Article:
I chose a Megaboost vitamin infusion, this was being administered into my vein as a drip. I’m not exactly sure what was in it other than saline, vitamins and minerals, but it’s great for hydration and gives an energy boost thanks to the wad of B vitamins packed within. I did wonder what would happen if I already had a good vitamin store, would it cause any damage? Dr Michael assured me that any extra would be weed away, and unlike Vitamin D excessive consumption won’t cause any issues.
I was SO excited, but also slightly nervous. I’m one of those phlebotomists’ nightmares – I have tiny veins. Tiny veins that love to hide behind muscles and ligaments. One lady who was planning to have her treatment was impossible to cannulate and so, after a few tries, had to settle with an intramuscular injection rather than IV infusion. Really, they do the same thing, the delivery is just slightly different.
After filling in a lengthy consent form – after all, it’s a medical procedure – I was taken into a clinician’s room where my blood pressure, temperature and vital statistics were taken by Gary, an ex-NHS paramedic. The cannula was inserted (we chose the wrist rather than the crook of my elbow) and closed off, and I was walked to a more relaxing and cooler room where the saline solution was hanging. After I was attached to the bag and all seemed to be dripping in ok, there was nothing more to do than have a little snooze.
I must have been more hydrated than I thought, as halfway through the treatment I was desperate for a wee! After calling in Gary to help detach me, I rushed to the bathroom (which is situated outside the office in the communal office space) and promptly passed through the saline that had just gone in! Back to the room and I’m reattached, with just fifteen minutes remaining. The drip rate is really dependent on how the clinician sets up the IV (it can go through fast or slow – too fast and it can make some feel nauseous, and too slow and you’ll be there for seven hours) and mine took roughly 35 minutes in total. Not too bad!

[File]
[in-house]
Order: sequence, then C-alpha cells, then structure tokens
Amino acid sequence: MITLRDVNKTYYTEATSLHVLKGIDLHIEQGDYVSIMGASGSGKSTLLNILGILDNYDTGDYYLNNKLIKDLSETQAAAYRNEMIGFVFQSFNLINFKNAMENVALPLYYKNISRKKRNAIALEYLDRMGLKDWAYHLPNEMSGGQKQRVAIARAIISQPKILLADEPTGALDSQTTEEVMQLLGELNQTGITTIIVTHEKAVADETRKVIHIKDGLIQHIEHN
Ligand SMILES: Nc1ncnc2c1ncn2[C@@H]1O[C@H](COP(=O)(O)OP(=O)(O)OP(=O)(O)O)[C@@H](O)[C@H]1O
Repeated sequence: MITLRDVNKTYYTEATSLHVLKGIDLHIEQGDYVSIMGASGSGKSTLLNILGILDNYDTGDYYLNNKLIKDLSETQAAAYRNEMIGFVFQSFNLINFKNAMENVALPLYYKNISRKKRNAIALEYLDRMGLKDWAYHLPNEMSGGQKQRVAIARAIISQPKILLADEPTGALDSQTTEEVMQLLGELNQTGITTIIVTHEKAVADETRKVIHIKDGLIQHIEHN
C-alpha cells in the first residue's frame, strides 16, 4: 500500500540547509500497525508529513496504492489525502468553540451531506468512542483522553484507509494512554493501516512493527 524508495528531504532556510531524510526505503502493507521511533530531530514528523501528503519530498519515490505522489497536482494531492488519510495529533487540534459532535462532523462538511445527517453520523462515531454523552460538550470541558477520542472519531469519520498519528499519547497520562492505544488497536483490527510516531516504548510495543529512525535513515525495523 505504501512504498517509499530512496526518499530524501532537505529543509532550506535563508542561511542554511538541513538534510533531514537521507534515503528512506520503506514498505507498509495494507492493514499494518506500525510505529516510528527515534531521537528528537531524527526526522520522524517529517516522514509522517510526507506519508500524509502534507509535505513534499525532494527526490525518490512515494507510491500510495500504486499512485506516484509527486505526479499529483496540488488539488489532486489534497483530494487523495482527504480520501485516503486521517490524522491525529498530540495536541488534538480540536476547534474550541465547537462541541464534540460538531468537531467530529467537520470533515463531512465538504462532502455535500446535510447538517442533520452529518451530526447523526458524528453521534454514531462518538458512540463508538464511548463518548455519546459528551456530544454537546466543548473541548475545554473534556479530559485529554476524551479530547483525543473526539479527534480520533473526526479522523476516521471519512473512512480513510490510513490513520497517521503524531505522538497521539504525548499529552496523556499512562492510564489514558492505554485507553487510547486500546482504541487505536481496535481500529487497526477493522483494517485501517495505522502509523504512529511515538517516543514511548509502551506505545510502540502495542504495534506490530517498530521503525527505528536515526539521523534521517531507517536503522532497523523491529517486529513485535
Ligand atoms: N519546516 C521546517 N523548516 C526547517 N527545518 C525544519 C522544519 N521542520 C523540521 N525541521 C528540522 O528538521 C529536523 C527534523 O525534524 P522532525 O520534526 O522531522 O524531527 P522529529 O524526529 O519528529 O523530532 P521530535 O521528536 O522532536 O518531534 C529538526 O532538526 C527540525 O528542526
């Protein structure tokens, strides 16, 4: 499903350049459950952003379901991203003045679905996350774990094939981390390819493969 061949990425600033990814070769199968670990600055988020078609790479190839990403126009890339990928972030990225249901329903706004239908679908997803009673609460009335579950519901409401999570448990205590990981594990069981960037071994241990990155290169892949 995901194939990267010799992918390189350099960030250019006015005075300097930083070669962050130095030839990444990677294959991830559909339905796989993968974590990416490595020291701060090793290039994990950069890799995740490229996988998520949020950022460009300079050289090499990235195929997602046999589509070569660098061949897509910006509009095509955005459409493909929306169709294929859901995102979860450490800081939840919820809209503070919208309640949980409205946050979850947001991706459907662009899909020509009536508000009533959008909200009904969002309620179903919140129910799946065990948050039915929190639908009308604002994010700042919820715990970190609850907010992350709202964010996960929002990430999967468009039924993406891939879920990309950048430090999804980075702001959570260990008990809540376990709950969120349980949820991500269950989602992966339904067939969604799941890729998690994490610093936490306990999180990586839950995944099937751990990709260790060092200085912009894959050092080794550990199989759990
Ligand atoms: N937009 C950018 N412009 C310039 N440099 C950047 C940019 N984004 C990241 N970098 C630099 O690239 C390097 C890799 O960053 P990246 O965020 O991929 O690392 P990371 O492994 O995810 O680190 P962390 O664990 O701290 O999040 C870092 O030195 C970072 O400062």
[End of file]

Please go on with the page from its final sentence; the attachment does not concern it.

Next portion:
Aside from an odd taste in the back of my throat, I feel fairly normal. Thanking the team with a promise to drink more water, I left the cool clinic and waded back into London’s incredible summer heat to tackle the journey home. Rather than feel fatigued after the trek, I surprisingly felt refreshed when I unlocked my front door. It had been a long day, but rather than collapse in a heap I busied myself with housework, tax and accounting bits and getting food ready. Totally unlike the grab a coffee and fall asleep watching The Simpsons evening I’m used to.
I didn’t notice the huge buzz the team said some people can experience, but that’s more than likely because I was preoccupied with uni starting in a few days. Regardless, the treatment was interesting especially from a medical and health point of view. For those with really rushed lives, who perhaps don’t drink as much water as they should and who live off a very, er, beige diet, adding vitamins every few weeks or months might just help the body function a bit better. It’s definitely something to try, at least once!
Thanks to REVIV for inviting me to the launch, the Megaboost infusion starts from £199.